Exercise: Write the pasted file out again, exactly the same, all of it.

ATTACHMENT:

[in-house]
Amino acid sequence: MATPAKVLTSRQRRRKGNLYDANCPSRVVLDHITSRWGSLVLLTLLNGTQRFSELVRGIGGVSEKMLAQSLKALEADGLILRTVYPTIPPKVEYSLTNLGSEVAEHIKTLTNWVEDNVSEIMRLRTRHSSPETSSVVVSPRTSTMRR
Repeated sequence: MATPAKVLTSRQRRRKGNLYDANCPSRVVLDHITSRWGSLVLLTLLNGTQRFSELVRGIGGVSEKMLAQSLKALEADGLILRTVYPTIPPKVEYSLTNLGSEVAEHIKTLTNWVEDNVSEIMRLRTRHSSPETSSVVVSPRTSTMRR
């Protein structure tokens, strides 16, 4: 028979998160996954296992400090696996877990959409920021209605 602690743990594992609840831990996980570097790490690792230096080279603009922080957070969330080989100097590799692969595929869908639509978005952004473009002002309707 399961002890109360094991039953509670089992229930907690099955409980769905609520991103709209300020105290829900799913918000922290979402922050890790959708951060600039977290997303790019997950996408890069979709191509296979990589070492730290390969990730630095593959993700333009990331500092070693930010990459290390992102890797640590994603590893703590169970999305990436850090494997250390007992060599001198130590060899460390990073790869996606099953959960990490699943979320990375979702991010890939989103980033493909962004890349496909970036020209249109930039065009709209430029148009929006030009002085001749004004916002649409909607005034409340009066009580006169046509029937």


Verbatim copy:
[in-house]
Amino acid sequence: MATPAKVLTSRQRRRKGNLYDANCPSRVVLDHITSRWGSLVLLTLLNGTQRFSELVRGIGGVSEKMLAQSLKALEADGLILRTVYPTIPPKVEYSLTNLGSEVAEHIKTLTNWVEDNVSEIMRLRTRHSSPETSSVVVSPRTSTMRR
Repeated sequence: MATPAKVLTSRQRRRKGNLYDANCPSRVVLDHITSRWGSLVLLTLLNGTQRFSELVRGIGGVSEKMLAQSLKALEADGLILRTVYPTIPPKVEYSLTNLGSEVAEHIKTLTNWVEDNVSEIMRLRTRHSSPETSSVVVSPRTSTMRR
């Protein structure tokens, strides 16, 4: 028979998160996954296992400090696996877990959409920021209605 602690743990594992609840831990996980570097790490690792230096080279603009922080957070969330080989100097590799692969595929869908639509978005952004473009002002309707 399961002890109360094991039953509670089992229930907690099955409980769905609520991103709209300020105290829900799913918000922290979402922050890790959708951060600039977290997303790019997950996408890069979709191509296979990589070492730290390969990730630095593959993700333009990331500092070693930010990459290390992102890797640590994603590893703590169970999305990436850090494997250390007992060599001198130590060899460390990073790869996606099953959960990490699943979320990375979702991010890939989103980033493909962004890349496909970036020209249109930039065009709209430029148009929006030009002085001749004004916002649409909607005034409340009066009580006169046509029937």